The automotive brake system, which is chiefly made up of the brake and brake pads, are crucial safety features that protect both drivers and passengers on the road. English engineer Fredrick William Lanchester patented the first disk brake which he used in 1902 on his own automobiles. Disk brakes, however, became a hit only 50 years later.
American luxury car Duesenberg was the first to use hydraulic brakes in 1920 but it was Chrysler that first mass-produced cars with brakes in 1924. Formula One racing vehicles, on the other hand, are equipped with the most advanced brakes.
- 1 Types of Brake Pads
- 2 Choosing the Right Type of Brake Pad for Your Needs
- 3 Types of Brakes
- 4 Glossary of Brake Terms
Types of Brake Pads
Ceramic Brake Pads
Ceramic brake pads are the ultimate in brake pads. They are the most expensive types of brake pads available, but they also last longer than any other type. The ceramic compound that these brake pads are made of is great for absorbing the heat that results from any type of continuous and hard, violent braking.
In fact, even in endurance racing these ceramic brake pads can stand up to what you put them through, and they work efficiently whether your brakes or warm or cold. They are made with small amounts of copper and clay, which is molded into the compound to make for a strong and long-lasting brake pad. Ceramic brake pads wear down a lot slower than other types; however, they do tend to be a bit pricey.
Here are some advantages of using ceramic brake pads:
- They are less noisy than other types of pads
- They wear down relatively slowly
- They create very little dust
Some of their disadvantages include:
- They are more expensive than almost all other types of brake pads
Low-Metallic Brake Pads
Because of how these brake pads are made, they tend to be quite noisy, and they spew out a lot of brake dust. However, they have excellent heat-transfer capabilities and are made with up to 30% metal, such as copper or steel. They are organic in nature and offer excellent braking capabilities. Low-metallic brake pads are great when it comes to braking and heat transfer, and the materials that they are made of are completely organic.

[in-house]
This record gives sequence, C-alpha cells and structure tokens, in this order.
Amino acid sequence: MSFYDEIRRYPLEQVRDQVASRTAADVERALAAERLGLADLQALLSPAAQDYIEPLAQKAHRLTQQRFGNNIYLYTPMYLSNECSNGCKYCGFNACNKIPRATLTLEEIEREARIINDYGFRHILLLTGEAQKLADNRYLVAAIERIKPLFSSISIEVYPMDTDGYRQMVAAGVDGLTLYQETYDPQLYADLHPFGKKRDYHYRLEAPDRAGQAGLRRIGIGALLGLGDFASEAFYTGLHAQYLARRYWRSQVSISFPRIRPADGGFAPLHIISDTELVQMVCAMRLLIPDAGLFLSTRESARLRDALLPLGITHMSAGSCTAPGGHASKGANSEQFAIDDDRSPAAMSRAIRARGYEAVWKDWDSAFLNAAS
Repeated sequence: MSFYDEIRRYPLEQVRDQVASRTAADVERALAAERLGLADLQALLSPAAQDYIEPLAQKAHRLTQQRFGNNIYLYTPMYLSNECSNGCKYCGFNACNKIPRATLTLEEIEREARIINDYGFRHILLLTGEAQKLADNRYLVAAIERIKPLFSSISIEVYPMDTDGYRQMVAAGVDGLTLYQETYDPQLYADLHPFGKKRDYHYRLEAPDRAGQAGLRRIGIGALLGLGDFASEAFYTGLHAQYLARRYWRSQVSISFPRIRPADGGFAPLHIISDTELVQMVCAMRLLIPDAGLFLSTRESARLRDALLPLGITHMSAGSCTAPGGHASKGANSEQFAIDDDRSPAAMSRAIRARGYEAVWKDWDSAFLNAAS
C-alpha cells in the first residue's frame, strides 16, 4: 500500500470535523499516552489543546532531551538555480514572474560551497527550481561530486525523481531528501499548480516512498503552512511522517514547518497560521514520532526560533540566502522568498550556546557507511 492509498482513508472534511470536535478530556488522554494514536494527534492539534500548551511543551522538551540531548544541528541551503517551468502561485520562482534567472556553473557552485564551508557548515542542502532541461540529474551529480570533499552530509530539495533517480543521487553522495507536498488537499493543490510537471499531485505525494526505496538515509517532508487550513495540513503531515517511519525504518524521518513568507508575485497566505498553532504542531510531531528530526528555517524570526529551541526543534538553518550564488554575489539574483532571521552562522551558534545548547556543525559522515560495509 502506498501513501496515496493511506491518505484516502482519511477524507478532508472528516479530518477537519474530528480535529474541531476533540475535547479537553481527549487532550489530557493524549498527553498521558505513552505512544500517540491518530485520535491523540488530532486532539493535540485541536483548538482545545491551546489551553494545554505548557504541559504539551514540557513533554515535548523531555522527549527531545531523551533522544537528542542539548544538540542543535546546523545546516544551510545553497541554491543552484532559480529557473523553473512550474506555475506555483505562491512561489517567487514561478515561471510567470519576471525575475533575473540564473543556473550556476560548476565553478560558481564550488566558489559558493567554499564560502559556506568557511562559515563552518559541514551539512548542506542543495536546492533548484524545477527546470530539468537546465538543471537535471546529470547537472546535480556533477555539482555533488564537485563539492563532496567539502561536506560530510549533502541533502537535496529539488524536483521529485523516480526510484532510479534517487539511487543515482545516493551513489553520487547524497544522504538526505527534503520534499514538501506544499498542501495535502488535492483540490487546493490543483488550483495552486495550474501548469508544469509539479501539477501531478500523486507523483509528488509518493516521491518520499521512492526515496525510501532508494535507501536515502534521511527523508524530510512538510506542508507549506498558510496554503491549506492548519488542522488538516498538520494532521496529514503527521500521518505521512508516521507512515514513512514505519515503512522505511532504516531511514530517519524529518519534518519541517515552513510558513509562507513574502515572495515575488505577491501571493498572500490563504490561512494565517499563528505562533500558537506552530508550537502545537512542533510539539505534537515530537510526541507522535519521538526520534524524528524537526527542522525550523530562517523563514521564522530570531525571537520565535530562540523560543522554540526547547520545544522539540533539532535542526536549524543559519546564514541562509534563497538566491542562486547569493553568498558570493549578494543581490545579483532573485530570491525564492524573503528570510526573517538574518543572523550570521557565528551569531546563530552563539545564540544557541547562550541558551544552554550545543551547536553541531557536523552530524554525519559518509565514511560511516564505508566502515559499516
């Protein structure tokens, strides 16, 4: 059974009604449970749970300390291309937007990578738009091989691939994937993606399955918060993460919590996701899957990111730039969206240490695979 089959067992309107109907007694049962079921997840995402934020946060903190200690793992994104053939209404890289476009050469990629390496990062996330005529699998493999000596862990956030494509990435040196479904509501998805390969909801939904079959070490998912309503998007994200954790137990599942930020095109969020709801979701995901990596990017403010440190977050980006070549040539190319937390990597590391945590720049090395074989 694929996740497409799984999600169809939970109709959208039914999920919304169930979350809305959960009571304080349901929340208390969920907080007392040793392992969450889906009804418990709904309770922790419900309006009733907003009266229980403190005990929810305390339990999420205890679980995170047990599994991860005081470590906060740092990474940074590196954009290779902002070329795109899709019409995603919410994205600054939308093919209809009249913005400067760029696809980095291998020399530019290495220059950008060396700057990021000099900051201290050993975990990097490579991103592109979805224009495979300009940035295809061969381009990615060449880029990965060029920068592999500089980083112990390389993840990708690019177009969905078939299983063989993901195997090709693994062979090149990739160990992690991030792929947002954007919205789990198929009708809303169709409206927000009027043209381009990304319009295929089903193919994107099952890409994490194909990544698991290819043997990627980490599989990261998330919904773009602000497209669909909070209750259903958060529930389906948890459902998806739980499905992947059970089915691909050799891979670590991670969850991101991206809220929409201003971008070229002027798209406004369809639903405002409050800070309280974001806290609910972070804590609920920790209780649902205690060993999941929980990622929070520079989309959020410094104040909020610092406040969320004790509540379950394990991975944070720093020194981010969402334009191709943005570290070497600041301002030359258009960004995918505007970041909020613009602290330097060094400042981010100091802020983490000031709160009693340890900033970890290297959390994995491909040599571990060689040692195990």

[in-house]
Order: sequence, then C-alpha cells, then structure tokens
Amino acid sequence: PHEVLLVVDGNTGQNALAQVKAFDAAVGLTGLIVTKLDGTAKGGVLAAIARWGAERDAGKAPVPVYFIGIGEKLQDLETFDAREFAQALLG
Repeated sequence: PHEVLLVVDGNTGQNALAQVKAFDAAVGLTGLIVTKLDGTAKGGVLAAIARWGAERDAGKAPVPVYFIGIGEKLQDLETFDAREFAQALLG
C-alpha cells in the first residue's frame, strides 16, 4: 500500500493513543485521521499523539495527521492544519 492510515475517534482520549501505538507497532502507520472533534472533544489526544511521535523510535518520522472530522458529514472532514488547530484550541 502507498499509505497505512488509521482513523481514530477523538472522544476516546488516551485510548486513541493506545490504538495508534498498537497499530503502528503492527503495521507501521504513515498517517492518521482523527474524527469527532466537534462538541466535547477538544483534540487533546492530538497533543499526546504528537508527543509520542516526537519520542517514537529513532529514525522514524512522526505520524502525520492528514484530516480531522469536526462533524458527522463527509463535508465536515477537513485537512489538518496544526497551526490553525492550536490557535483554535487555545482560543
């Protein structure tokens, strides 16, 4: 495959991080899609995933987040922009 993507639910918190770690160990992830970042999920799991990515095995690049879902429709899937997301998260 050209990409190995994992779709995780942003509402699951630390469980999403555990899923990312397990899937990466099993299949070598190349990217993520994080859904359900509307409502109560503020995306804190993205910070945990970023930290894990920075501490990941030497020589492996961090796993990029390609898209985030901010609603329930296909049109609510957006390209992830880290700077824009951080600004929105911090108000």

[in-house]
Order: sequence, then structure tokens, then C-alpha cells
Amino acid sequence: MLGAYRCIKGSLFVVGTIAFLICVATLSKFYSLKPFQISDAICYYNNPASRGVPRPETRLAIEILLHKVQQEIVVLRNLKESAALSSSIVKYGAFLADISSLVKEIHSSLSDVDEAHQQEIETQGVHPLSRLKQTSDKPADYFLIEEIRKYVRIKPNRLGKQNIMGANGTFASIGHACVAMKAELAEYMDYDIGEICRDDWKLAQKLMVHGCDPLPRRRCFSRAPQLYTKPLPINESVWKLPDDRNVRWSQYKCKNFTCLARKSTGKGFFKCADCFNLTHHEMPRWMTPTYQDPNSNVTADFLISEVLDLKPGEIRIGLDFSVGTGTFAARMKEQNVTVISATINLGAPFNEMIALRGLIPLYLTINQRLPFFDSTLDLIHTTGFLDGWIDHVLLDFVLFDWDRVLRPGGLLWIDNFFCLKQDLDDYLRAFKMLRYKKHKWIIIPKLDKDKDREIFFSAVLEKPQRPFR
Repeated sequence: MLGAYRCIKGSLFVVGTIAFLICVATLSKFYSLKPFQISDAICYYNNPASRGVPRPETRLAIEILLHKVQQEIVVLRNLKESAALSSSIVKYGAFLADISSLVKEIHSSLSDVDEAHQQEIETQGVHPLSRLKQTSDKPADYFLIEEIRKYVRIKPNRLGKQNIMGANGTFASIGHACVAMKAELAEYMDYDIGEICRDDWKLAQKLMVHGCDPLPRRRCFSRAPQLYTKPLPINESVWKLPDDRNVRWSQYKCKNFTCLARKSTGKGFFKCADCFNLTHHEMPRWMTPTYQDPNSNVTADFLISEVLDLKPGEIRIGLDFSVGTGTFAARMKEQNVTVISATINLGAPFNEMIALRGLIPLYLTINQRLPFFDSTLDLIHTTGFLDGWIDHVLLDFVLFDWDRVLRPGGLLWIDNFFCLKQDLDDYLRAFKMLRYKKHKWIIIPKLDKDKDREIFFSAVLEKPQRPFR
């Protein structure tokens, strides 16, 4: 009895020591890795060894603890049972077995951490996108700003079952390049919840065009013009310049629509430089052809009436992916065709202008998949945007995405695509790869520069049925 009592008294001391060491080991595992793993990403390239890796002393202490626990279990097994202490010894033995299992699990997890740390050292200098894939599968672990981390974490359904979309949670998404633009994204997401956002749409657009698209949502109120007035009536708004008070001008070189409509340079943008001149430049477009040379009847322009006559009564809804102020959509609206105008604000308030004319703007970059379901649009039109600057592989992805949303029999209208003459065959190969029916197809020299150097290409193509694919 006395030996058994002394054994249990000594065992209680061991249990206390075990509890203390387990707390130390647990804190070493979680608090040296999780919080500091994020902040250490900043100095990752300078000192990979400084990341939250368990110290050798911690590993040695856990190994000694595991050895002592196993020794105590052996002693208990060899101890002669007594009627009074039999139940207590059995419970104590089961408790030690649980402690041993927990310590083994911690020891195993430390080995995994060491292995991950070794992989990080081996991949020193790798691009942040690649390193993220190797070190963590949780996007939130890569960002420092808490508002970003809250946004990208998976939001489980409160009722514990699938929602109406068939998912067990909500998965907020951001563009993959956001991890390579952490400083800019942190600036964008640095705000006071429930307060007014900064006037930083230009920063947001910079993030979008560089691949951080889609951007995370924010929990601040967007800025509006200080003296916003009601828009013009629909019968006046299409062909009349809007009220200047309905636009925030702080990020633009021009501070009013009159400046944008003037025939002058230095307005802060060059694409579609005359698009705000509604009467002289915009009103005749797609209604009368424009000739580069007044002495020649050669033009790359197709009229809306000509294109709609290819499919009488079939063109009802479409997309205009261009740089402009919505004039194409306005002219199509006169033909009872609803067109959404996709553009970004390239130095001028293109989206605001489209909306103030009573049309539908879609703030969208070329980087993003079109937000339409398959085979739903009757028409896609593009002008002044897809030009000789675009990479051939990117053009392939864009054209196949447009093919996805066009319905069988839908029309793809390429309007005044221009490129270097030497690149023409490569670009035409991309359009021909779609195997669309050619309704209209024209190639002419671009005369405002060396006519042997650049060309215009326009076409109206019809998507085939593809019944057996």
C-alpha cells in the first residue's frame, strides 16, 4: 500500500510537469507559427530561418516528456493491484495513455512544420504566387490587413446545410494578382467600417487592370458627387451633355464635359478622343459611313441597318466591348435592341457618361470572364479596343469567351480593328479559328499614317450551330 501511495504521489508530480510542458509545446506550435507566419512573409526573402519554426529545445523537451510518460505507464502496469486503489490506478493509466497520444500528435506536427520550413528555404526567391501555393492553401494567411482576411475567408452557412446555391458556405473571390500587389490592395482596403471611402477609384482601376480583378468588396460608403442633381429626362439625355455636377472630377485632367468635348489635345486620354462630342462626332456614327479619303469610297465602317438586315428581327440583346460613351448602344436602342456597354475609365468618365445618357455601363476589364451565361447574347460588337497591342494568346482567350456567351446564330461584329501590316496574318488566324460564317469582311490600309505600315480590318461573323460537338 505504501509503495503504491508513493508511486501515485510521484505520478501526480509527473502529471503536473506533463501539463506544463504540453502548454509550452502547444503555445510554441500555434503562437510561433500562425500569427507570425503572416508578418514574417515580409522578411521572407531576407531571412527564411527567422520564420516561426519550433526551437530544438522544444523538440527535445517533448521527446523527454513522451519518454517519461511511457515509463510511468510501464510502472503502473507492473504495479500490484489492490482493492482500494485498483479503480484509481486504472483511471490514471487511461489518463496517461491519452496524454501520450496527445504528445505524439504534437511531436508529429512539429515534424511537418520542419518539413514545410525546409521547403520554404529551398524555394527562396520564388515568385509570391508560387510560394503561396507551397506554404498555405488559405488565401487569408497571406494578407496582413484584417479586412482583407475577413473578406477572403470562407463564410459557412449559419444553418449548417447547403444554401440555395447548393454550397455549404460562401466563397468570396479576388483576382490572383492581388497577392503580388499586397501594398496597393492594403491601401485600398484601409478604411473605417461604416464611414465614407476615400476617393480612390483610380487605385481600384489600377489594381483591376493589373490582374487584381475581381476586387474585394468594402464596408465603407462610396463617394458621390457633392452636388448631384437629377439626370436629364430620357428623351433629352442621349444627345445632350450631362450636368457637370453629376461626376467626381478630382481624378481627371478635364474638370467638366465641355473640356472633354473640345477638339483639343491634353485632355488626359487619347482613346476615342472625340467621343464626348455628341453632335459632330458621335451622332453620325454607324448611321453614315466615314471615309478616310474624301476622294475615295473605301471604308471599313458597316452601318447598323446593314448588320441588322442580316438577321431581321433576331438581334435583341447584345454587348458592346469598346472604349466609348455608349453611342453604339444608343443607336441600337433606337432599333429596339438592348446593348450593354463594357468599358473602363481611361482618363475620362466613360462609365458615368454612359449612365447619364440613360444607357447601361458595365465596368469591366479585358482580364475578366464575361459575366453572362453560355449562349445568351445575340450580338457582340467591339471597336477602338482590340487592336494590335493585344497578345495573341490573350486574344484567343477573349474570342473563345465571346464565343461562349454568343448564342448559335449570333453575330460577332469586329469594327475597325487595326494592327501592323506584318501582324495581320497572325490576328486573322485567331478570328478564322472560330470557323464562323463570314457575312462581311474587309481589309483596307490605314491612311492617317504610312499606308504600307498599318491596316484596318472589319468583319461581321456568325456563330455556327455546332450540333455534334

Non-Metallic Brake Pads
Non-metallic brake pads are the softest type of pads, being made of various rubbers, resins, and glasses, along with a small number of metal fibers. The composite material that results will wear away quickly and should only be used for regular, daily road-driving.
Because they are soft, non-metallic brake pads are not the top choice for people who drive a lot or put their vehicles through a lot each and every day, but for drivers who don’t put a lot of mileage on their vehicle every year, these pads are fine. If you do a lot of driving, you should either purchase the metal-type brake pads or be prepared to change your non-metallic ones frequently.
Regular organic pads cause a lot of dust to cover components located near the brakes, along with other materials that are thought to be toxic to humans, which is one of the many reasons that the non-metallic brake pads were developed.
If your vehicle doesn’t have large brake needs, these types of brake pads will suffice. Organic brake pads usually are made with glass or rubber composites, but they wear out quickly for most drivers. If you choose alternatives, the price may be a bit higher, but they will last you much longer than regular non-metallic brake pads.
Non-Asbestos Organic (NAO) Brake Pads
These types of brake pads are made of materials such as high-temperature resins, fibers, and fillers. They are softer and quieter than the semi-metallic type of brake pad, and they create more dust in the long run. The NAO brake pads also deteriorate rather quickly, so it behooves the car-owner to pay attention to their pros and cons before purchasing a set of these brake pads.
Advantages of NAO brake pads include:
- They are less noisy than other types of pads
- They are made of strong fibers and high-quality resins
- They are softer than other types of brake pads
- They can deteriorate faster than other types
- They can create a lot of dust
Semi-Metallic Brake Pads
In the majority of vehicles sold today, semi-metallic brake pads are found. Made with a combination of metals and synthetic components, they are a mostly metallic hybrid compound. An organic resin seals all of the materials together, and they are then molded into various shapes and baked in a furnace to harden them.